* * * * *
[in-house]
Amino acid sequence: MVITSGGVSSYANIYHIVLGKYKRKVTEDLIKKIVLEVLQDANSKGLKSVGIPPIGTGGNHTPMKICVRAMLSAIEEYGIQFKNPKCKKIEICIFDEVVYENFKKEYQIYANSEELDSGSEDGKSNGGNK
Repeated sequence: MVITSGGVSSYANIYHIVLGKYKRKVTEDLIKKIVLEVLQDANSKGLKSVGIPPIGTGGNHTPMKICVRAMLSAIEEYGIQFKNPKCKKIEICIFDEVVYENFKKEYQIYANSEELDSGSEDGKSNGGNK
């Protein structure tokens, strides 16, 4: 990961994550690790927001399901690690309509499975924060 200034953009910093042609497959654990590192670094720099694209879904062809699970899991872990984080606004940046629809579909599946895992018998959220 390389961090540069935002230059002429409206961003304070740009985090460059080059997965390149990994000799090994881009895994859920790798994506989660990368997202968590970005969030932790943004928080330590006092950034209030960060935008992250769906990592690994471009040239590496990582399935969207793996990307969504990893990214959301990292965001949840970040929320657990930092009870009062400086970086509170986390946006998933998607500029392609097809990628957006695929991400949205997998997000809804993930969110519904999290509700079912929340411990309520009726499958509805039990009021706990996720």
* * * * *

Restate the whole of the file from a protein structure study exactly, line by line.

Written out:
[in-house]
Amino acid sequence: MVITSGGVSSYANIYHIVLGKYKRKVTEDLIKKIVLEVLQDANSKGLKSVGIPPIGTGGNHTPMKICVRAMLSAIEEYGIQFKNPKCKKIEICIFDEVVYENFKKEYQIYANSEELDSGSEDGKSNGGNK
Repeated sequence: MVITSGGVSSYANIYHIVLGKYKRKVTEDLIKKIVLEVLQDANSKGLKSVGIPPIGTGGNHTPMKICVRAMLSAIEEYGIQFKNPKCKKIEICIFDEVVYENFKKEYQIYANSEELDSGSEDGKSNGGNK
């Protein structure tokens, strides 16, 4: 990961994550690790927001399901690690309509499975924060 200034953009910093042609497959654990590192670094720099694209879904062809699970899991872990984080606004940046629809579909599946895992018998959220 390389961090540069935002230059002429409206961003304070740009985090460059080059997965390149990994000799090994881009895994859920790798994506989660990368997202968590970005969030932790943004928080330590006092950034209030960060935008992250769906990592690994471009040239590496990582399935969207793996990307969504990893990214959301990292965001949840970040929320657990930092009870009062400086970086509170986390946006998933998607500029392609097809990628957006695929991400949205997998997000809804993930969110519904999290509700079912929340411990309520009726499958509805039990009021706990996720």